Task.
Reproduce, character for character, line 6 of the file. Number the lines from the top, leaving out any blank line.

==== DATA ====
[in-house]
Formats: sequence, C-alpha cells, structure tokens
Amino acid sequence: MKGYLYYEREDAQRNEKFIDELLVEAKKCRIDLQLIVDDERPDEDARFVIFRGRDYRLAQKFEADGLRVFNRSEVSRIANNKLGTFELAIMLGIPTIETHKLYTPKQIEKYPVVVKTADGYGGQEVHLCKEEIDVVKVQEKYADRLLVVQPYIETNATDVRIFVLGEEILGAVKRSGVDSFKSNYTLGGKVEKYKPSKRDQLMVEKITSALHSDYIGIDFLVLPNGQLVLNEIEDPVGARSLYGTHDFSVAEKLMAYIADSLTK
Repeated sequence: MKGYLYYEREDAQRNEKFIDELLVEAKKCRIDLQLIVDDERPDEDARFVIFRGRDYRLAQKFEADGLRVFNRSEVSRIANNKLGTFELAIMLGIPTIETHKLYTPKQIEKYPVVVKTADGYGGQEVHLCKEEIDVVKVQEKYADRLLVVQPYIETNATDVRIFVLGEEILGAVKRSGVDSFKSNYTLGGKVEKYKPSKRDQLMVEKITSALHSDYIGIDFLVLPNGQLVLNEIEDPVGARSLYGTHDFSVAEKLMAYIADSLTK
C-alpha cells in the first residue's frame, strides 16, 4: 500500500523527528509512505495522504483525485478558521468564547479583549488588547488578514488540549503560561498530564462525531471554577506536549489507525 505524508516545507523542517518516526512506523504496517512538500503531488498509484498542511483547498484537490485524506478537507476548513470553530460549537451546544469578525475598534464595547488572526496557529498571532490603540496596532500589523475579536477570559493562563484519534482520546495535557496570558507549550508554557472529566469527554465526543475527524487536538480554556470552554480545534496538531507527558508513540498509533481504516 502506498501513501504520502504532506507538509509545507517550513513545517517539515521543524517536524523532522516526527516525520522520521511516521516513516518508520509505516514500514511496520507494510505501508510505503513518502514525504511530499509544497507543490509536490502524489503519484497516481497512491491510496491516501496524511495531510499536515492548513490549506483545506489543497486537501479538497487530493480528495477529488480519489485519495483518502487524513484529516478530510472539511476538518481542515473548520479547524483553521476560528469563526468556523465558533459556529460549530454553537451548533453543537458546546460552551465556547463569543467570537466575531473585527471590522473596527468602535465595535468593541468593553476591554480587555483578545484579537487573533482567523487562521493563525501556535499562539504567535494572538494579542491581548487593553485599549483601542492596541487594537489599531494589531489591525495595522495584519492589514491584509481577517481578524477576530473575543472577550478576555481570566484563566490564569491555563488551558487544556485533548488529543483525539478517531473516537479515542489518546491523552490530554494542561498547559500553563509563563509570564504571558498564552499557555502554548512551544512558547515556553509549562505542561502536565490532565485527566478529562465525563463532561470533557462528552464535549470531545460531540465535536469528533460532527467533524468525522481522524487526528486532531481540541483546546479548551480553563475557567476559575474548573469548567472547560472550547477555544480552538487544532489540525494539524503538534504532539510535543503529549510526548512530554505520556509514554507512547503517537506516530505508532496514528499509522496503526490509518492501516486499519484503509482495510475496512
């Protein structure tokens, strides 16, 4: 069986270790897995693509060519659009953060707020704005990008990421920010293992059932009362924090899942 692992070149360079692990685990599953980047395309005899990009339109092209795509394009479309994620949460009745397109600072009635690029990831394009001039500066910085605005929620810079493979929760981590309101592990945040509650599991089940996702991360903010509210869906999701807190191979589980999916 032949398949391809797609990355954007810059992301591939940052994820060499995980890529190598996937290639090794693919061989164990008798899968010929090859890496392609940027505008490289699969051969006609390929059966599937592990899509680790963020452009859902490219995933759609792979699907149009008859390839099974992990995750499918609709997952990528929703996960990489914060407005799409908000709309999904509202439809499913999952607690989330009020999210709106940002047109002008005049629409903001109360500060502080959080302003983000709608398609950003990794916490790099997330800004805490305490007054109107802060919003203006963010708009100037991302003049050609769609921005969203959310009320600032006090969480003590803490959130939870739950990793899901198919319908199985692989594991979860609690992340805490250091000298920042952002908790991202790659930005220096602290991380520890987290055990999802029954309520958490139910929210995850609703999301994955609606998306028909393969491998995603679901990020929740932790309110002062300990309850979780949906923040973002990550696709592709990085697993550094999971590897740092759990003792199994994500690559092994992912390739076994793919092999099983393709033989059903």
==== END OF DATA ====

């Protein structure tokens, strides 16, 4: 069986270790897995693509060519659009953060707020704005990008990421920010293992059932009362924090899942 692992070149360079692990685990599953980047395309005899990009339109092209795509394009479309994620949460009745397109600072009635690029990831394009001039500066910085605005929620810079493979929760981590309101592990945040509650599991089940996702991360903010509210869906999701807190191979589980999916 032949398949391809797609990355954007810059992301591939940052994820060499995980890529190598996937290639090794693919061989164990008798899968010929090859890496392609940027505008490289699969051969006609390929059966599937592990899509680790963020452009859902490219995933759609792979699907149009008859390839099974992990995750499918609709997952990528929703996960990489914060407005799409908000709309999904509202439809499913999952607690989330009020999210709106940002047109002008005049629409903001109360500060502080959080302003983000709608398609950003990794916490790099997330800004805490305490007054109107802060919003203006963010708009100037991302003049050609769609921005969203959310009320600032006090969480003590803490959130939870739950990793899901198919319908199985692989594991979860609690992340805490250091000298920042952002908790991202790659930005220096602290991380520890987290055990999802029954309520958490139910929210995850609703999301994955609606998306028909393969491998995603679901990020929740932790309110002062300990309850979780949906923040973002990550696709592709990085697993550094999971590897740092759990003792199994994500690559092994992912390739076994793919092999099983393709033989059903």